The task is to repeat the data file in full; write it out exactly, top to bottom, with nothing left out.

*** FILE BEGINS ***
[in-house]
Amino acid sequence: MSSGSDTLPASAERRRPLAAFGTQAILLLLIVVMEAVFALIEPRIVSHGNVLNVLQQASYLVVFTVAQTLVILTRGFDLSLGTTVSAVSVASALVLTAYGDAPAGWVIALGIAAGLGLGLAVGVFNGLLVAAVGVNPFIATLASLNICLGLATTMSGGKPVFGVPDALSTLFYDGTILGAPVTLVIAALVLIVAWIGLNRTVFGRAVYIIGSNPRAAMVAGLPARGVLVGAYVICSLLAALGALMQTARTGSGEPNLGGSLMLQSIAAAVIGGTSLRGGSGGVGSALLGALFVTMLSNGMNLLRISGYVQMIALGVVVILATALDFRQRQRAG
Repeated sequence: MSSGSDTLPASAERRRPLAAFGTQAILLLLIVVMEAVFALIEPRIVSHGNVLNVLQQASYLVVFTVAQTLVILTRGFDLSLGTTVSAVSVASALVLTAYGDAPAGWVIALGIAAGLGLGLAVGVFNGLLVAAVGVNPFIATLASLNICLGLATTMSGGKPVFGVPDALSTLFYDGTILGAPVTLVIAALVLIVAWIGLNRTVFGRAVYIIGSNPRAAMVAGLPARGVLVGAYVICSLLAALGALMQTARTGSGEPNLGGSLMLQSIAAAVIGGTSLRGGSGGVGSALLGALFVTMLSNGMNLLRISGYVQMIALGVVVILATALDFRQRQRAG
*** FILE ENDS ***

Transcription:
[in-house]
Amino acid sequence: MSSGSDTLPASAERRRPLAAFGTQAILLLLIVVMEAVFALIEPRIVSHGNVLNVLQQASYLVVFTVAQTLVILTRGFDLSLGTTVSAVSVASALVLTAYGDAPAGWVIALGIAAGLGLGLAVGVFNGLLVAAVGVNPFIATLASLNICLGLATTMSGGKPVFGVPDALSTLFYDGTILGAPVTLVIAALVLIVAWIGLNRTVFGRAVYIIGSNPRAAMVAGLPARGVLVGAYVICSLLAALGALMQTARTGSGEPNLGGSLMLQSIAAAVIGGTSLRGGSGGVGSALLGALFVTMLSNGMNLLRISGYVQMIALGVVVILATALDFRQRQRAG
Repeated sequence: MSSGSDTLPASAERRRPLAAFGTQAILLLLIVVMEAVFALIEPRIVSHGNVLNVLQQASYLVVFTVAQTLVILTRGFDLSLGTTVSAVSVASALVLTAYGDAPAGWVIALGIAAGLGLGLAVGVFNGLLVAAVGVNPFIATLASLNICLGLATTMSGGKPVFGVPDALSTLFYDGTILGAPVTLVIAALVLIVAWIGLNRTVFGRAVYIIGSNPRAAMVAGLPARGVLVGAYVICSLLAALGALMQTARTGSGEPNLGGSLMLQSIAAAVIGGTSLRGGSGGVGSALLGALFVTMLSNGMNLLRISGYVQMIALGVVVILATALDFRQRQRAG